I got into meditation out of necessity after that, since the mindfulness was revealing more and more ways I was sabotaging myself constantly. I bought a book recommended by people in the PUA community called The Presence Process by Michael Brown, which introduced me to sitting practice. I don’t think much about his recommended practice in retrospect since it involves investigating negative emotions (good) but doesn’t provide a system for turning on the reward circuit to start negating them (bad). However, after I started extending his recommended sitting times of 15 minutes (bad) to 30 minutes (good) I found I would get a very calm mind and start experiencing mild pleasure which is basically a soft jhana state.

      I then switched to Shinzen Young’s Science of Enlightenment audio books, which was a recommendation from Ross Jeffries. He did not talk about jhana specifically and instead recommended greeting every experience with mindfulness and equanimity. I already had the mindfulness; the equanimity became the challenge. I found that I could tweak my mind for many experiences to negate the bad sensations, but that this took a lot of concentration. One day in sitting practice I concentrated so hard on the process of trying to maintain that equanimous state that I fell into a hard first jhana which lasted, I recall, about 15 minutes that first time. At this point I had started to put together the processes that I described in the above blog post, namely that there was a “concentration muscle” which could be used to negate negative thought and perception energies. I could still only get the jhana state about once a month though, even with regular practice. I had no idea it was jhana.

      At this point however I discovered MDMA which I found did everything I wanted at that time, and got sidetracked into a life of drugs which ended up taking about 5 years of my life to play out. I continued meditating as well but my attention was split between practice and taking drug shortcuts to the states I wanted.

      Finally I discovered Daniel Ingram’s MCTB and was able to put my various meditative — and drug — experiences into the context of The Path. What I had been doing with the Shinzen Young approach (well, my own interpretation of it, whether that’s “right” or “wrong”) was a combined concentration and insight practice. I do not believe the two approaches are inherently split. Concentration provides the reward circuit activation required to negate the dysphoria caused by recognizing suffering. Concentration also allows a finer resolution of the sensations that make up reality (and suffering). You CAN split up concentration and insight if you want (like Daniel Ingram does) but this would only be for special purposes, e.g. attaining higher jhanas or better understanding the Stages of Insight. However, the separation is illusory in my opinion, since both types of work are being done all the time in practice.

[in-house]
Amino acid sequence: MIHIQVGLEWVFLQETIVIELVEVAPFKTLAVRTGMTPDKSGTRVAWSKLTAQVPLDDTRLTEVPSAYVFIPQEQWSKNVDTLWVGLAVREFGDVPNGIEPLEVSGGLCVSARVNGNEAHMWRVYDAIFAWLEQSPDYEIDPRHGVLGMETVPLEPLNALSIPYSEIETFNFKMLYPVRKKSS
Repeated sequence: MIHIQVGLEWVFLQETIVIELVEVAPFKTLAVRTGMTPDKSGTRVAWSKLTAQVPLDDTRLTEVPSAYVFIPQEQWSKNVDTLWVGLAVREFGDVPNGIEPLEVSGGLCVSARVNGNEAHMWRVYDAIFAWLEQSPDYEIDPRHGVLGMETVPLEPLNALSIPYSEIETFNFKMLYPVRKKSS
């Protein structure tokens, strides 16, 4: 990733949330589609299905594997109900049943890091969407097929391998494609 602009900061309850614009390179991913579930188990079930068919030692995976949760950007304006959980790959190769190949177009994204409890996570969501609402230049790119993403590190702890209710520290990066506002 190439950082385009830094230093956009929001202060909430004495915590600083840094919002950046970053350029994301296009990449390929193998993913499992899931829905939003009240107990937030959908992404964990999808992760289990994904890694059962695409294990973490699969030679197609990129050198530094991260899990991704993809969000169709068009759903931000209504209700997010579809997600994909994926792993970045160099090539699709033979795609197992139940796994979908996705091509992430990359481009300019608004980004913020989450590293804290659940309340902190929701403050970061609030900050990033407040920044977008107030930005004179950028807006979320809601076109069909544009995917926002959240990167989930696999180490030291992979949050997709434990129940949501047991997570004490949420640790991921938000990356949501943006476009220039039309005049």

My model of meditation and how it works is as follows. For meditation to work, you need two things: 1) A way of noticing suffering, and 2) A way to negate that suffering. I believe meditation works by wiring negative affect to the reward circuit. Pain plus pleasure equals EQUANIMITY.
      So, in Shinzen Young’s method, mindfulness achieves #1 and “equanimity” achieves #2.

      So, to answer your question, I was walking around being constantly mindful of how objects and events, people and situations, made me feel (suffering). Simultaneously, I was looking for ways to negate that suffering internally. Most of PPM and my PUA community writings can be summed up as me cooking up methods to negate suffering. Most of them were junk. However the one that’s been with me from almost the start was concentration methods, and front-back brain suppression. This can be abbreviated “jhana”. Some drugs can be wonderful for this, too, but they cause so many of their own problems (tolerance being a main one) that you HAVE to figure out how to do it yourself, with your own mind.

  7. Edenist Whackjob says:

    Illumi, is manifestation getting easier for you since Trump won?

    If so, any theories as to why?

    • Illuminatus says:

      I have not been manifesting anything since Trump won. I’ve been looking at apartments to move into using my winnings, and now I’m planning the next phase of my life. When I have set course, then I will manifest everything I want and let it unfold over time. 🙂

  8. Moviestar says:

    Edd, I’d love it if you took DMT and made a report about it and how you would connect the experience to jhanas. (I would then know what you’re writing about exactly haha)
    For someone that has meditated for years without results, DMT could be a great aid. It shows you the goal instead of trying to figure it out from written descriptions.

    • Illuminatus says:

      Haha, I’m not sure DMT is “the goal” of meditation. But it probably plays a role in the hard, hard “off world” jhanas.